1. Start Slowly: Take your time with detailed tracking. Start by choosing healthier sources of carbohydrates, proteins, and fats and understanding portion sizes. As you get comfortable, you can delve deeper into precise macro counting.
  2. Use Tracking Apps: Mobile apps like MyFitnessPal, Cronometer, or Lose It! can make tracking your macros more manageable. These apps offer extensive food databases and can calculate your macros based on the foods you input.
  3. Don't Obsess Over Perfection: While tracking macros is valuable, it's okay to have days when you don't hit your targets perfectly. Aim for consistency over perfection.
  4. Seek Professional Guidance: Consider consulting a registered dietitian or nutritionist for personalized guidance if you have specific dietary needs or health concerns.

Remember that patience and consistency are key; don't be too hard on yourself if you don't get it perfect from day one. Over time, you'll become more in tune with your body and its nutritional needs, making macro counting a valuable tool on your health and fitness journey.

Should I Count Macros? The Bottom Line

Counting macros is a valuable tool for many individuals, but it's not suitable for everyone. It is most beneficial when you have specific fitness objectives, want to create a healthier diet, or are experiencing a plateau in your weight loss goals. 

However, if you have a healthy relationship with food, can maintain your desired weight and fitness, or find it overwhelming, counting macros may not be necessary. The decision to count macros should align with your individual goals and values and promote a sustainable and balanced approach to nutrition. There are various dietary strategies; what matters most is finding the one that works best for you and supports your long-term well-being.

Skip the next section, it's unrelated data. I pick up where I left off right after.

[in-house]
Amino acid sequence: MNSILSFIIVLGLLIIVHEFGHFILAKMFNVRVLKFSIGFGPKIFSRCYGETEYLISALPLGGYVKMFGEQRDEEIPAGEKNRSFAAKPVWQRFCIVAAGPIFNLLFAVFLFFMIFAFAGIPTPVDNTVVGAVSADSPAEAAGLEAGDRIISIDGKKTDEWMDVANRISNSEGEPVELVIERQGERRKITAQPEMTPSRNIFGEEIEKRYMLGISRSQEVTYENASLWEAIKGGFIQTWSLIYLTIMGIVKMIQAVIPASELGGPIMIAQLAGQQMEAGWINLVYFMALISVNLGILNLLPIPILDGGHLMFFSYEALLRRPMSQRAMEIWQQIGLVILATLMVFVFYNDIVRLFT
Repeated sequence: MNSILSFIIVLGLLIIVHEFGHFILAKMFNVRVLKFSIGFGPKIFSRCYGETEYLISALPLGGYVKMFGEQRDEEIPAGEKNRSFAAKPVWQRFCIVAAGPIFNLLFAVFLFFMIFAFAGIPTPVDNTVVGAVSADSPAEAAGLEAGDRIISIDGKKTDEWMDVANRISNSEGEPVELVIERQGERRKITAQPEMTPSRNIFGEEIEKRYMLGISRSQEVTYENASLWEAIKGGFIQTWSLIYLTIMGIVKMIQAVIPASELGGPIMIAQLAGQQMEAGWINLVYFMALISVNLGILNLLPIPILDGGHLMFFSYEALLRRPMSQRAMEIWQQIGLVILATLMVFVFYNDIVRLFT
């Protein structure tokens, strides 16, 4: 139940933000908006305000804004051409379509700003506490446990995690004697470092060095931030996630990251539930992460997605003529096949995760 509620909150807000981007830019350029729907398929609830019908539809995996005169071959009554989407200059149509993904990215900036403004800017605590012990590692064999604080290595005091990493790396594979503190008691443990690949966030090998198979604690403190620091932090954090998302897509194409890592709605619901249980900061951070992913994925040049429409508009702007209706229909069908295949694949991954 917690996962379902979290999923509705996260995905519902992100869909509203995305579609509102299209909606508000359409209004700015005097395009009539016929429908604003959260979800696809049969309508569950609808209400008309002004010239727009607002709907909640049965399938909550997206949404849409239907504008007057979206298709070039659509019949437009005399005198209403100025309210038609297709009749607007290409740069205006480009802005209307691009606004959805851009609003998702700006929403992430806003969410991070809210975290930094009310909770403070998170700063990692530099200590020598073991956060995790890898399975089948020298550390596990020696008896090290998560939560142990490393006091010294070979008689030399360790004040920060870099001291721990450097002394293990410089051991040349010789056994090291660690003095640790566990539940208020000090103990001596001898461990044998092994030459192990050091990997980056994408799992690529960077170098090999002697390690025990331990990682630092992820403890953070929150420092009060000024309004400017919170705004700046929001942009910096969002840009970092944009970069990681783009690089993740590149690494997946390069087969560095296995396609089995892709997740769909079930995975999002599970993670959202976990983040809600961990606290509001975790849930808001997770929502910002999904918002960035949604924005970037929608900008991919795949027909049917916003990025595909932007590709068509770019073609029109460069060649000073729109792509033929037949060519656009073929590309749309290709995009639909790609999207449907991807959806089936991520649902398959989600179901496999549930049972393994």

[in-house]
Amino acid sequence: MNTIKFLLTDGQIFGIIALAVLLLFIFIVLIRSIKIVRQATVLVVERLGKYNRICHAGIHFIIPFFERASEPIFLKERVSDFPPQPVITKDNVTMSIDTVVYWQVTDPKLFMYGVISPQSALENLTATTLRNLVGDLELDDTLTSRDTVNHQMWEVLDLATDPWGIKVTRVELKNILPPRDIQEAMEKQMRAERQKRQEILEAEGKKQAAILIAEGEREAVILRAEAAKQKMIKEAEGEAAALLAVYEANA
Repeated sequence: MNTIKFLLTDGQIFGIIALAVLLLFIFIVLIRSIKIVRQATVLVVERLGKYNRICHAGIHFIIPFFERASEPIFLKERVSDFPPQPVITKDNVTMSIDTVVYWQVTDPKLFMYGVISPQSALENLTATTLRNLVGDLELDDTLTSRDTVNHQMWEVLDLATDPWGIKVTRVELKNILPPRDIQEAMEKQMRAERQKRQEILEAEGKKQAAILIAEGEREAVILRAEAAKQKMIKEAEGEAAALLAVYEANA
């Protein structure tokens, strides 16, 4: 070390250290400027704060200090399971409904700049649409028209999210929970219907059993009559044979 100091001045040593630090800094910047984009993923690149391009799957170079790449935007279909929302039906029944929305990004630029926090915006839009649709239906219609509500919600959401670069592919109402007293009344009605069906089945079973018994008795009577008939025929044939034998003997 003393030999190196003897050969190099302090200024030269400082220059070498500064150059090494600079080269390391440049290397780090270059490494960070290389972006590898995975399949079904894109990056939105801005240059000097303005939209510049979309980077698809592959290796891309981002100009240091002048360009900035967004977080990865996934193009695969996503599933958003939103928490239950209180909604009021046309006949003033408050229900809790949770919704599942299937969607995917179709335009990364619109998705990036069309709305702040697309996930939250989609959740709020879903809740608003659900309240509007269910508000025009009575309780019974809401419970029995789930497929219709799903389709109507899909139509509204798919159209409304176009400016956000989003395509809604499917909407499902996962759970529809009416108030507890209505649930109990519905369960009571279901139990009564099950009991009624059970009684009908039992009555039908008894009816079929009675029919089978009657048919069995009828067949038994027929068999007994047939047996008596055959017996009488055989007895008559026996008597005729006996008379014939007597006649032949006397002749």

Frequently Asked Questions


How to Count Alcohol Macros?

Alcohol contains calories primarily from carbohydrates. To calculate alcohol macros, find the total calories for the drink and divide it by 4, as 1 gram of carbohydrates equals about 4 calories. For example, a beer of 120 calories contains roughly 30 grams of carbohydrates. 

How to Calculate Your Macros?

To calculate your macros, estimate your Total Daily Energy Expenditure (TDEE). Next, decide on your macro ratios for your specific goals (i.e., 40% carbs, 30% protein, and 30%.) Then, calculate the grams of each macro by converting the percentages into calories, keeping in mind that 1 gram of carbohydrates and protein provides roughly 4 calories, while 1 gram of fat provides approximately 9 calories. In this example, a 2000-calorie diet would require 200g carbs, 150g protein, and 67g fats.